iThenticate study ID’s 10 plagiarism formats worthy of attention
“It has become clear that understanding plagiarism is more complex than a simple assessment of originality.” This alert introduces a new study that defines ten possible plagiarism forms. Also identified: the most common and most serious among the group. Study sponsor iThenticate is a leading provider of plagiarism software to academic publishers.
“For universities and scholarly publishers to formulate a truly comprehensive strategy for addressing plagiarism,” notes the report, “a more thorough understanding of the many shades of duplication is beneficial.”
Ethics News Updates asked iThenticate if plagiarism’s upsurge could be attributed to digital media’s explosive growth. Here’s how Chris Harrick, vice president of marketing, responded:
“From what we’ve found, there’s no credible data quantifying the number of plagiarism cases directly attributed to the presence or advent of digital media. There’s considerable anecdotal discussion and expert opinions to show that the generations that followed Generation X have never known a world without digital media, and that the idea of intellectual property means something different and less serious to them. This attitude, combined with the ease of cutting and pasting and the huge volume of information available on the Internet, makes it easy to see how plagiarism may have become easier since digital media, but it would be hard to quantify if there’s more of it.”
According to Harrick, it may be reasonable to assert that there’s an increase in self-plagiarism since the advent of digital technology. While self-plagiarism is a relative newcomer on the scene, he said, it’s “certainly true that people are publishing their writing in multiple places on the internet, and journals are rightfully concerned about copyrights if that material has been previously published.”
iThenticate’s tracking of plagiarism incidence shows that since 2009, the number of submitted documents has doubled since 2009. The number of matched content (10M+ matches identified between 2011 and 2012) continues to climb correspondingly.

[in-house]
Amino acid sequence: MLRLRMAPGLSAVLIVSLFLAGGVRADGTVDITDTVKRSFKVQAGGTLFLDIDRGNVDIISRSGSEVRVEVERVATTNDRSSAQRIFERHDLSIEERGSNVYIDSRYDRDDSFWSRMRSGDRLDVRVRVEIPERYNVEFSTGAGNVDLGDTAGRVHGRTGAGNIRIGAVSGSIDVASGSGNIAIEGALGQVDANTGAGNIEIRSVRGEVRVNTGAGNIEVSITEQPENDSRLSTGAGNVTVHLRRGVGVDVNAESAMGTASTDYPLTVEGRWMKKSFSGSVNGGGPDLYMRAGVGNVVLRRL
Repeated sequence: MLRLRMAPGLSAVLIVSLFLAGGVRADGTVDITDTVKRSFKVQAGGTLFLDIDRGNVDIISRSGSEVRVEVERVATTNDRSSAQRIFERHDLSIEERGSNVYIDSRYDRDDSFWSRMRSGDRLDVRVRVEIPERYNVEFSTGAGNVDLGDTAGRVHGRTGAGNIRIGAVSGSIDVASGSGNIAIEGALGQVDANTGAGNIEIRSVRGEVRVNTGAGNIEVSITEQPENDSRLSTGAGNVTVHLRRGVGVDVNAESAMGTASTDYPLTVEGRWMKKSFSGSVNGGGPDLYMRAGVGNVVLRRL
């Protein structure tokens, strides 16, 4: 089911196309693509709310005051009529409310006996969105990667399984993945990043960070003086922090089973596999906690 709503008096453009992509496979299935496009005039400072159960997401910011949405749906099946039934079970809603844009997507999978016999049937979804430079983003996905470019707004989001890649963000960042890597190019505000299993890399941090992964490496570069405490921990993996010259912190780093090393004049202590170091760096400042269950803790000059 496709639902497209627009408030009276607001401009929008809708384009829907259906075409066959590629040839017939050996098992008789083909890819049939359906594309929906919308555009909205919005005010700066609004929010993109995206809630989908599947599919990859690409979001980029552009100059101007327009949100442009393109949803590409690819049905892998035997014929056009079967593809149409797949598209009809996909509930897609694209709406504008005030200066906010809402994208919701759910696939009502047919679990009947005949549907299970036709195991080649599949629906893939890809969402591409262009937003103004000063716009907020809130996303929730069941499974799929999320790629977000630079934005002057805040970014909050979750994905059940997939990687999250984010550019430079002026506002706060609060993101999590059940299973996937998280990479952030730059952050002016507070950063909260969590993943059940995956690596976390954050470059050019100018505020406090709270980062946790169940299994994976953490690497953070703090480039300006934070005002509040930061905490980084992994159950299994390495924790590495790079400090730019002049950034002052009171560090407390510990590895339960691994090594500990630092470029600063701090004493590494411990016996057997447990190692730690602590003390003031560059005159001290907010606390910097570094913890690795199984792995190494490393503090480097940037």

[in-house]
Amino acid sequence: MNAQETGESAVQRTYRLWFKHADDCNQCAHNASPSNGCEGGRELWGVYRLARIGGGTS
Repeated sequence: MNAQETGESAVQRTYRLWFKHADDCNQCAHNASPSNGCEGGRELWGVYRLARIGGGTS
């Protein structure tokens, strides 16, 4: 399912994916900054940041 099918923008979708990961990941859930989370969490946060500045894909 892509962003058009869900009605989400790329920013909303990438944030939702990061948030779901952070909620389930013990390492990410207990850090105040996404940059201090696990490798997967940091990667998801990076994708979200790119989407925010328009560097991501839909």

Data regarding the ten most prevalent plagiarism forms is based on a respondent pool of 334 research scientists from 50 different countries. The majority of respondents were in the science, engineering or medical fields. Most came from North America, India/Pakistan, the Middle East, and Europe.
The forms of plagiarism detailed in the survey are as follows:
- Replication: Submitting a paper to multiple publications in an attempt to get it published more than once.
- Duplication: Re-using work from one’s own previous studies and papers without attribution.
- Secondary source: Using a secondary source, but only citing the primary sources contained within the secondary one.
- Misleading attribution: Removing an author’s name, despite significant contributions; an inaccurate or insufficient list of authors who contributed to a manuscript.
- Invalid source: Referencing either an incorrect or nonexistent source.
- Paraphrasing: Taking the words of another and using them alongside original text without attribution.
- Repetitive research: Repeating data or text from a similar study with a similar methodology in a new study without proper attribution.
- Unethical collaboration: Accidental or intentional use of each other’s work without proper attribution; when people who are working together violate a code of conduct.
- Verbatim: Copying of another’s words and works without providing proper attribution, indentation or quotation marks.
- Complete: Taking a manuscript from another researcher and resubmitting it under one’s own name.
The type of plagiarism deemed most serious – complete plagiarism – was perceived as the least common. Other forms that led the survey in seriousness – namely verbatim plagiarism and unethical collaboration – were perceived to be far more common.
For more detailed evaluation of most serious and most common plagiarism forms, refer to the two accompanying tables.
(Responses to the above article will be included in an upcoming “Ethics Mailbag” summary. Please submit comments through our contact form.)